The Enzoic Client for Windows relies on the Microsoft credential provider framework, meaning only one provider can be active. This limits the availability of other authentication methods, such as Windows Hello for Business. Another minor annoyance is that you may need to enter your credentials twice when using a remote desktop protocol (RDP) session. This may be frustrating for technicians and remote workers, but I don’t consider it a dealbreaker.
The Enzoic for Active Directory Windows Client can be deployed via Group Policy for quick and easy deployments across your organization!
Pricing Plans Offered by Enzoic for Active Directory
Password and credential monitoring may be expensive, but depending on the size of your organization, that may not be the case. I believe that Enzoic offers a very reasonable pricing structure for many organizations.
The first 20 monitored users are free, which is a great way to try out and protect your most important accounts. For small organizations, such as many small businesses and non-profits, this is a perfect option for account protection. The total cost to protect 500 users with credential monitoring (Premium Plan) is $559 monthly.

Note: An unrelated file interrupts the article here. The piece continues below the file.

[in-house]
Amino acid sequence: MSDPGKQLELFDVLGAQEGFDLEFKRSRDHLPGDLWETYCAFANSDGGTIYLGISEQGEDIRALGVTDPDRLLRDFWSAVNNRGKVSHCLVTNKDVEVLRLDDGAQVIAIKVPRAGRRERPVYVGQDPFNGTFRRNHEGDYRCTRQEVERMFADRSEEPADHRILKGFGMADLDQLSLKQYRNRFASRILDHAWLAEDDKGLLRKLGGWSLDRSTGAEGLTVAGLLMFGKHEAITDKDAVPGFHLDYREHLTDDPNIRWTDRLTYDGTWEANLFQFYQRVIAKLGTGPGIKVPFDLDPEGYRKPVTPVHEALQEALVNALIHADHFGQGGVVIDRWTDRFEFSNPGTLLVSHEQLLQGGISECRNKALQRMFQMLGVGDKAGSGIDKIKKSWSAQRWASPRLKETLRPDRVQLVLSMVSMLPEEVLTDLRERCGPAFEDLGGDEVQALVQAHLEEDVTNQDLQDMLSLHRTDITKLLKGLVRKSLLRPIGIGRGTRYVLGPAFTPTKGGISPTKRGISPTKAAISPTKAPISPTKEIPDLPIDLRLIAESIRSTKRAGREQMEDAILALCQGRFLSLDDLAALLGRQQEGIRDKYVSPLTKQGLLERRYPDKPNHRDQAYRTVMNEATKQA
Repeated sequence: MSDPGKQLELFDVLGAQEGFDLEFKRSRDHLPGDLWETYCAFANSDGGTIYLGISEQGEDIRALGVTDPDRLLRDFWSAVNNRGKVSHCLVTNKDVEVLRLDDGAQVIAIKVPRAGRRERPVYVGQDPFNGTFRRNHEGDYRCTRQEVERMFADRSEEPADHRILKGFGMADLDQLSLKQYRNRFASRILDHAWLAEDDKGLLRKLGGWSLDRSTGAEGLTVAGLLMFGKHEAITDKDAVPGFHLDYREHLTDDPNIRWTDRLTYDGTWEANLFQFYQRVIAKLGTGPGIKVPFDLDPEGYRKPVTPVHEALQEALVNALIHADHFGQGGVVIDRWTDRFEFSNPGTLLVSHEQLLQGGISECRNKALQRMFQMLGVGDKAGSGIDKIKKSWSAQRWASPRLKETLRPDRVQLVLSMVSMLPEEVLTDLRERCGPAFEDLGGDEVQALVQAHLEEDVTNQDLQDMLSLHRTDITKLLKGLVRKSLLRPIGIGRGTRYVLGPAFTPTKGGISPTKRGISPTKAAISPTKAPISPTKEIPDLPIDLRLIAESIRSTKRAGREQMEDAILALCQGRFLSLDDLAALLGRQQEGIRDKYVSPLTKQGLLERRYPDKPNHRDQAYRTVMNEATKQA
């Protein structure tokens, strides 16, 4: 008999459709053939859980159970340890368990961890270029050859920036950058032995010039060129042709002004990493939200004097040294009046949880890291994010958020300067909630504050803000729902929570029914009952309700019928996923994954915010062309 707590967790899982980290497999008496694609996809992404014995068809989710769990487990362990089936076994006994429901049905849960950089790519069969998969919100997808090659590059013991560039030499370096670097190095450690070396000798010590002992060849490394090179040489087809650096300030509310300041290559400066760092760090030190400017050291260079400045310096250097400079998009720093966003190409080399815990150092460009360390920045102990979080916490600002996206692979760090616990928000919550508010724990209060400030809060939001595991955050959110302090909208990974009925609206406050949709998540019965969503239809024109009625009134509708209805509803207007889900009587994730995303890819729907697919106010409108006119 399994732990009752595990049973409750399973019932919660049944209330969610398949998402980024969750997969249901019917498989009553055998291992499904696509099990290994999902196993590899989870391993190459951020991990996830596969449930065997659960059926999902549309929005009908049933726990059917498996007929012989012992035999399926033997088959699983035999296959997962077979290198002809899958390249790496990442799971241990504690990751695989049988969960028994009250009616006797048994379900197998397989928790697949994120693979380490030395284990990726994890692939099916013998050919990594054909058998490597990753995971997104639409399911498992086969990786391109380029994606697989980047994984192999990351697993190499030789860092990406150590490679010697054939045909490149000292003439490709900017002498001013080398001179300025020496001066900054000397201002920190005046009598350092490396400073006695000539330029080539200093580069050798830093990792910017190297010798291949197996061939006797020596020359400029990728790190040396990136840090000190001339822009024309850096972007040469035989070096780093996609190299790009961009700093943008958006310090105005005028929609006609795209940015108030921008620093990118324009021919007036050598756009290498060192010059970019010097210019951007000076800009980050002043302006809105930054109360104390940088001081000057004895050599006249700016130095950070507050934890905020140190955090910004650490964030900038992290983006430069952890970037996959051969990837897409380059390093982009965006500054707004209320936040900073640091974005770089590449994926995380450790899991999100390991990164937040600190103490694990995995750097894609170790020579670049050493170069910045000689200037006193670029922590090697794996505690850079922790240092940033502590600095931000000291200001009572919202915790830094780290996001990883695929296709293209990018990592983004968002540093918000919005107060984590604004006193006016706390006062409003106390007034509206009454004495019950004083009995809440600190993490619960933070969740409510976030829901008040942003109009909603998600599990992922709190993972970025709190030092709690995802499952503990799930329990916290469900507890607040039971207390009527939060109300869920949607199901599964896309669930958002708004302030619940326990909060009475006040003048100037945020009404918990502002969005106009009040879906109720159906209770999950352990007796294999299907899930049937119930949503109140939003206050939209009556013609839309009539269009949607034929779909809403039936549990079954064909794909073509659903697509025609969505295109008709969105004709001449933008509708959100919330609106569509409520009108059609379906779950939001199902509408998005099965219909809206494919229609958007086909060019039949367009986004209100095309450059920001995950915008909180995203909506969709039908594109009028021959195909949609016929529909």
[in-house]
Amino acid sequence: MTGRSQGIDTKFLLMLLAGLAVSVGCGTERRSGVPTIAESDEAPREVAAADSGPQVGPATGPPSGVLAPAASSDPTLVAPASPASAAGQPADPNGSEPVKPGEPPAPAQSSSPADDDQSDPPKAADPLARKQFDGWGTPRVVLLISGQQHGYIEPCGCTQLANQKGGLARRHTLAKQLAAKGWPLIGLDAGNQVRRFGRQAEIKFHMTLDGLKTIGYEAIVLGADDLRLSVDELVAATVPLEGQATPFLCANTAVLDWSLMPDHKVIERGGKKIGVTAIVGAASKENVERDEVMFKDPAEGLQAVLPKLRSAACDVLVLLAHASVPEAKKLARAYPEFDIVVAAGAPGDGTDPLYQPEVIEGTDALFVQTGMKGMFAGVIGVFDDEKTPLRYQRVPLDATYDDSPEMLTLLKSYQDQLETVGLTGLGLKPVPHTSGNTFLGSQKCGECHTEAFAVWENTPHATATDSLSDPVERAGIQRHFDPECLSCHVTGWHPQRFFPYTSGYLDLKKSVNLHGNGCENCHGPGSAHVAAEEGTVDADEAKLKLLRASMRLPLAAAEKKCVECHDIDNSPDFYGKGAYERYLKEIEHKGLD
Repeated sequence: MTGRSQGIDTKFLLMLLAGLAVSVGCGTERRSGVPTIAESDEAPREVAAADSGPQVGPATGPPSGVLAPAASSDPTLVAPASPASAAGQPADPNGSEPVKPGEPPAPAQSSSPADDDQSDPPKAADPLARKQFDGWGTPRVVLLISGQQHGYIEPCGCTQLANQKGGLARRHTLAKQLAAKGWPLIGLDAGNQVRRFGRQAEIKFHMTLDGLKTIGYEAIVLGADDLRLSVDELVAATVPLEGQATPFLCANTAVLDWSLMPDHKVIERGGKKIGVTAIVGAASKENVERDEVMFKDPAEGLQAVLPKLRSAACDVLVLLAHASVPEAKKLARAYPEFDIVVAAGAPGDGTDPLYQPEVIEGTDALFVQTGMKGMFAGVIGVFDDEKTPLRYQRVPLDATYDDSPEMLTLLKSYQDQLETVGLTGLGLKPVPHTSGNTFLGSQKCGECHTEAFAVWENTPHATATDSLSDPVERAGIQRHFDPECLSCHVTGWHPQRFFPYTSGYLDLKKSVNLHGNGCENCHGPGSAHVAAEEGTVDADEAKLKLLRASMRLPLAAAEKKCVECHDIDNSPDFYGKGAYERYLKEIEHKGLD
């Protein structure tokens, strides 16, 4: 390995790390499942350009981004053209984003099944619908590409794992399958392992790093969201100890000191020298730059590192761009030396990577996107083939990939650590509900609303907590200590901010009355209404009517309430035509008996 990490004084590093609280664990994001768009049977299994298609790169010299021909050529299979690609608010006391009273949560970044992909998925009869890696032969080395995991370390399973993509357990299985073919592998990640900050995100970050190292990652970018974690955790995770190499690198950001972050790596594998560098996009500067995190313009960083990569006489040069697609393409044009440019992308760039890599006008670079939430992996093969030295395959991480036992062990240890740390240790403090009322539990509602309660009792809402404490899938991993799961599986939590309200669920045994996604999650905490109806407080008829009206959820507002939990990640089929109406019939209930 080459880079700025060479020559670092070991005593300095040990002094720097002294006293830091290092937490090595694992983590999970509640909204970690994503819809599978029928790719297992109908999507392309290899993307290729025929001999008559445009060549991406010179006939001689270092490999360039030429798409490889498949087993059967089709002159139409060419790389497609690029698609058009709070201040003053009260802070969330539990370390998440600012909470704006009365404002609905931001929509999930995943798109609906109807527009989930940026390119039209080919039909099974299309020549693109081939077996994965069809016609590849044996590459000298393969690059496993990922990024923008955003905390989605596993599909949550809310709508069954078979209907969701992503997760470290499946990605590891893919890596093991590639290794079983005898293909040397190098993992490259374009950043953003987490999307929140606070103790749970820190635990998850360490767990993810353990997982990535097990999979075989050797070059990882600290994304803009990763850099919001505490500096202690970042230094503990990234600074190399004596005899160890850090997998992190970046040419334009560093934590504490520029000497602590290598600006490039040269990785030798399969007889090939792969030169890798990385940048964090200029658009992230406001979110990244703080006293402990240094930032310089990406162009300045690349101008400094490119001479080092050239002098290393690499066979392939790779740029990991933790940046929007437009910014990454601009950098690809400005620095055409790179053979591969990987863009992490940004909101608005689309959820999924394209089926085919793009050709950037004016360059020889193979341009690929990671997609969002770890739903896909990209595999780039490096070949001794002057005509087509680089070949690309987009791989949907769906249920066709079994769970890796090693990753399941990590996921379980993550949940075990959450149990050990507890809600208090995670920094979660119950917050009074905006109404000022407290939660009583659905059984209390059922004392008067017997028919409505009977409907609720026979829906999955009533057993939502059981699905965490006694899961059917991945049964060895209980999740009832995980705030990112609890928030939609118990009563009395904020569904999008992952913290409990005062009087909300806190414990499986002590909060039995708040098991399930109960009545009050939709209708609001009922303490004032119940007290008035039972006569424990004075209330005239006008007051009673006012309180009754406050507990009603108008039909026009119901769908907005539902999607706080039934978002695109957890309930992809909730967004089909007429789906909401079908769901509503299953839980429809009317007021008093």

|Users||Price||Total Protected Users|
|Next 80||$160 ($2 per user)||100|
|Next 300||$399 ($1.33 per user)||400|
Spending over $500 monthly to protect against customer data exposures or infrastructure compromises may be reasonable for mid-sized organizations. Small organizations can also benefit without a considerable cost, as the first 20 users are always free. Enzoic offers Enterprise plans for large organizations that may better fit their needs.
Enzoic for Active Directory: Recommended or Not?
After thoroughly testing and checking available options, I recommend Enzoic for Active Directory. While a few minor improvements could be made to the user interface and the limited nature of monitoring prior to a password change, the overall protection provided by the service makes up for these shortcomings.
Whether you are a large or small organization, protecting your users from compromised passwords and credentials is crucial in today’s increasing threats. Enzoic for Active Directory provides a quick, easy, and affordable solution to protecting your users and organization.